Dave Flaherty/The Oshawa Express
Regional council has offered more than a dozen recommendations in response to proposed revisions to the province’s nuclear emergency preparedness plan.
The Liberal government recently released a discussion paper regarding potential updates to the Provincial Nuclear Emergency Preparedness Plan (PNERP) and is currently seeking feedback from municipalities and other stakeholders before July 14, 2017.
At their June 14 meeting, councillors formally endorsed a report penned by director of emergency management Warren Leonard in response to the provincial plan.
Included in the 13 recommendations forwarded to the province is a request to consider extending the deadline for comments to Sept. 30 to allow “municipalities and citizens to provide meaningful input”.
Ajax Councillor Colleen Jordan suggested the extension when the report was previously brought forward to Committee of the Whole.
“I think the timelines are not conducive to getting out our concerns,” Jordan noted at that time.
Regional council is also requesting the province deliver on a 2013 commitment to commission a study on the potential impacts of a major nuclear accident on the Great Lakes and drinking water sources, as well to develop necessary contingent planning for such an event.
Another recommendation challenges the provincial government to “recognize the public’s expectation for world-class public safety, meeting or exceeding international best practices where feasible, in an open and transparent process, with a recognition of the need for enhanced protection of vulnerable communities.”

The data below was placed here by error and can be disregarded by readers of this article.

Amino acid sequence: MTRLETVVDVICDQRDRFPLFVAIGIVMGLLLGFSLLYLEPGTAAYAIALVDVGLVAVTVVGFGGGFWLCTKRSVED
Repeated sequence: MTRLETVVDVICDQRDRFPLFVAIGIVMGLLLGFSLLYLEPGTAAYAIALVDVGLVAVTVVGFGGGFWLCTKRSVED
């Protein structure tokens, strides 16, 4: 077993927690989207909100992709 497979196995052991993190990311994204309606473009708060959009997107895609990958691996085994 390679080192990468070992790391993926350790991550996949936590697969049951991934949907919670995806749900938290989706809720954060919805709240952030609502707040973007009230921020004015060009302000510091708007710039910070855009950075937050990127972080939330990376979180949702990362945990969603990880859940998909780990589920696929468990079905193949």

These recommendations echoed the sentiments from representatives of three environmental groups, Durham Nuclear Awareness (DNA), the Canadian Environmental Law Association (CELA) and Greenpeace Canada, who addressed council earlier this month.
The unified message presented from those groups was the proposed revisions to the PNERP don’t do enough to guard Ontarians.
“In particular, we are concerned that large parts of Durham Region are not protected and falling through the cracks,” says Theresa McClenaghan, CELA executive director.
The groups argue that Durham Region faces “unique challenges” not addressed in the PNERP, as the region has a rapidly growing population located in close vicinity to 10 reactors at the Darlington and Pickering nuclear stations.
Shawn-Patrick Stensil, a senior energy analyst with Greenpeace Canada said challenging the province to strive for the highest standards possible in its plan would stop “complacency”.
“[It] forces authorities to look worldwide where people are doing better and strive for that,” he said.
Janet McNeill of DNA also indicated there is always more than can be done when it comes to emergency preparedness.
“Fukushima showed us how dangerous it is when complacency lulls people to sleep. Lack of proper emergency management led to some tragic and avoidable consequences there,” McNeill said.
The groups have pointed to the 2011 Fukushima disaster in Japan as the measuring stick when it comes to nuclear emergency preparedness. They criticized the PNERP for being based on a potential accident of a much lower scale than that of Fukushima.